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Thursday 09th July 2015'Belmount Farm' Watercolour and the 'Blanchland Murder.'

 Belmount Farm
 
This original watercolour co
mes with a gory and murderous story alongside of it. I waited 30 years to paint Belmount Farm - I needed to capture this gently crumbling building in the right light and weather conditions. Despite the adders I always saw in the grass when I called there, and the remote location near Huntstansworth, I am drawn to the building. It has an almost continental feel to it, and a warmth, and I can imagine myself living there.
 
So I was surprised to read that on New Year's Day 1880, an extremely bloody murder took place there - the 'Blanchland Murder.'  Robert Snowball, the master of the house, was hit in the head from behind, so brutally that his teeth were knocked out and the hammer was half embedded in his skull. No one was ever convicted of the murder, though his elderly father, housekeeper Jane Barron and her beau were all questioned.
 
This shocking murder has left, for me, no residue of trauma in the building – and I was blissfully ignorant of all this at the time that I visited the house and as I was painting the watercolour. I feel it’s a peaceful painting and landscape, despite this bloody blot on the history of the house.

Posted on July 09th 2015 on 11:59am
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Thursday 21st May 2015Teaching in Correze - Towers, A Locked Library and an Addams Family Window.

Teaching in Correze held a few surprises for me this May. The teaching was the main purpose of the trip - my sixth visit to this beautiful area of France. Staying in the stunning Chateau de Beaufort is always good for a twist or two in the tale - in the shape of a 'secret' library this time. I find doors, windows and ... bread ovens in every corner when I travel - and this May, I found a couple of candidates!
 
 
The primary reason for my visit was that I have a longstanding teaching arrangement in the village, La Roche Canillac. Kevan Myers, a British poet now living in France, is just one of a group of people in La Roche who is working hard to make this beautiful village an arts' magnet and my teaching is a part of that mission. My courses were well attended by French, Dutch, American and English students, I enjoyed working with them, and it’s possible I’ll be back there in August of this year. It was interesting that Kevan chose a painting of High Force to promote the watercolour course – an iconic Teesdale scene that is very dear to me personally.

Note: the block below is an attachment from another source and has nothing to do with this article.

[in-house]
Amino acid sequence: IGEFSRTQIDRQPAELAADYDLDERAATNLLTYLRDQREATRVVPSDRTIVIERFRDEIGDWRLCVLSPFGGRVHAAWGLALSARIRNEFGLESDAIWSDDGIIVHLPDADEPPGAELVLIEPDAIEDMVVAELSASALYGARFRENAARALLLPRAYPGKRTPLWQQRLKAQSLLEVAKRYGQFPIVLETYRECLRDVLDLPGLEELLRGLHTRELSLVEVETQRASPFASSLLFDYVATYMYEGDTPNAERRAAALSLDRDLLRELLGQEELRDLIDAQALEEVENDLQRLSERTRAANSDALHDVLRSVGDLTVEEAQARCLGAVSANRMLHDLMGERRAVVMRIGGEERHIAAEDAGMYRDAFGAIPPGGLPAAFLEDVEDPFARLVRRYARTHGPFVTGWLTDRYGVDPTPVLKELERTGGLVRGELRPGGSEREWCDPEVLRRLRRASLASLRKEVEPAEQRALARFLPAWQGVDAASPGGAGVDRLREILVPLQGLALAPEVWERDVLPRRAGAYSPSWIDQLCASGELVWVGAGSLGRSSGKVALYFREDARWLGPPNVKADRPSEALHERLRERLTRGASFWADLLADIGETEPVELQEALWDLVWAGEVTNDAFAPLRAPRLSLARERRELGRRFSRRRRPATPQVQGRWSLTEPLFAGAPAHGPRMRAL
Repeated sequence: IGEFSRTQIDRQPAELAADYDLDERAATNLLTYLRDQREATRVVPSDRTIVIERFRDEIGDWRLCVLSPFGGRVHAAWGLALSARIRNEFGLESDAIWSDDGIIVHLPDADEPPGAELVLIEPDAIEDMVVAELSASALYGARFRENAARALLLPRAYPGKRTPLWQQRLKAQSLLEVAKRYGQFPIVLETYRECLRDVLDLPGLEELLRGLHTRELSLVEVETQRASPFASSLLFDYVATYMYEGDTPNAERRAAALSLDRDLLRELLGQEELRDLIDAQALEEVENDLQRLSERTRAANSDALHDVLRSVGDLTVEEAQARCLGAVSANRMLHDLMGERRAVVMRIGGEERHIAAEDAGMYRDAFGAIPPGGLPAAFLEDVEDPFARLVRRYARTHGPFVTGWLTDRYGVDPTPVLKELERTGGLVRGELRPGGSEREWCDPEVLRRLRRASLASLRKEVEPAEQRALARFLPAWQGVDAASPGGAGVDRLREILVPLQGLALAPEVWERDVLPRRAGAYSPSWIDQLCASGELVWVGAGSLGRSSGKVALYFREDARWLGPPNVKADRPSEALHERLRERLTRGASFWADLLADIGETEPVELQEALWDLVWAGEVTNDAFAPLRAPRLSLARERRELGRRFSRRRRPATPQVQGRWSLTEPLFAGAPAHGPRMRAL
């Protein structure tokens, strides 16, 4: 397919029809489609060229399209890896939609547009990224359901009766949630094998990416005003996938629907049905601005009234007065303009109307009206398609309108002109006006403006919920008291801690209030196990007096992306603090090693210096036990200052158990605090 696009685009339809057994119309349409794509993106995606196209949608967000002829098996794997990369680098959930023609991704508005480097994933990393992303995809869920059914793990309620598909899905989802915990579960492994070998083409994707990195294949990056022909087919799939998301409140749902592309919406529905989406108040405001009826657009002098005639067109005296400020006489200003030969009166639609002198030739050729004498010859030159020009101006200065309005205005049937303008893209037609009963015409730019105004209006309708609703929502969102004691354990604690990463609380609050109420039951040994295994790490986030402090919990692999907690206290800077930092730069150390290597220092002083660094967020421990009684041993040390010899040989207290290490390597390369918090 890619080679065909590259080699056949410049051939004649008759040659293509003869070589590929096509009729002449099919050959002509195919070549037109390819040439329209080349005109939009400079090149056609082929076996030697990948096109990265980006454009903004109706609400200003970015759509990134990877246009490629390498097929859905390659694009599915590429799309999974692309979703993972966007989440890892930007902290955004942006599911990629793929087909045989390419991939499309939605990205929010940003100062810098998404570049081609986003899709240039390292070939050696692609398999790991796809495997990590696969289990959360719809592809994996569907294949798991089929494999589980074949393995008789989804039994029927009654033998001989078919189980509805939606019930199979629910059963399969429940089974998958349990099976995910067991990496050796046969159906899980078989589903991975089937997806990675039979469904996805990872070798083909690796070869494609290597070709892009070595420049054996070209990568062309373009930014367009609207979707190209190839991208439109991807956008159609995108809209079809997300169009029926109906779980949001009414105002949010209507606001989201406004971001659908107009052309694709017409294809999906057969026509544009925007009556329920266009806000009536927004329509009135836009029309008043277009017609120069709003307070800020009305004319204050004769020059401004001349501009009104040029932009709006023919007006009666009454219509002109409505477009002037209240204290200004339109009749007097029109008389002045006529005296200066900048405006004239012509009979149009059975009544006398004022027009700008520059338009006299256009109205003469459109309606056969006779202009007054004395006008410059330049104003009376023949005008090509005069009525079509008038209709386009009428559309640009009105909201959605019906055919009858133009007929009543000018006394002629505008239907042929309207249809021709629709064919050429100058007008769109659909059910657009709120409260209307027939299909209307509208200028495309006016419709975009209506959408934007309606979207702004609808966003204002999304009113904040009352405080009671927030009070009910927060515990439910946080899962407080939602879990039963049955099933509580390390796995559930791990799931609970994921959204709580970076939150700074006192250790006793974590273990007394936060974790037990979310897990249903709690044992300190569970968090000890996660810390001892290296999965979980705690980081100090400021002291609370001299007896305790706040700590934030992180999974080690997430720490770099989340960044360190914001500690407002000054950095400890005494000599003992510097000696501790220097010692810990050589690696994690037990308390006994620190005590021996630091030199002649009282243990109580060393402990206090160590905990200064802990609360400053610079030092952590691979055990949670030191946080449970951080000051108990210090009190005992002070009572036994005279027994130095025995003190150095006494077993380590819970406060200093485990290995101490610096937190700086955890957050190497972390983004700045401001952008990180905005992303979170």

I was also lucky enough to meet the director of the Rive Gauche gallery in nearby Tulle who took a liking to my Northumbrian originals and took eight of them to display, and also some of my Indian prints.

 

One of the highlights of my visit was that I got to stay in the stunning Chateau de Beaufort near to the salle polyvalente where I was teaching in La Roche. With a swimming pool, lake nearby and an almost secret, locked library in its tower, it was a superb place to stay in and to explore.

 

Another highlight was that I found two windows and a bread oven near to the village that would be perfect for me to paint, so I returned several times to get photographs of them at different times. I never change the interiors I discover, but I do take many photographs to ensure that both colour and light are ripe to show the window, door or oven at its best. The bread oven has been used thousands of times by villagers, which has created a worn and wonderful patina I'd love to capture. And one window reminds me of the 1960s Addams Family TV series, it's so festooned in spiders’ webs. - a painting waiting to happen.

 

Wonder if I’ll have captured it on paper by the time I return?

 

 

Paul

Posted on May 21st 2015 on 03:42pm
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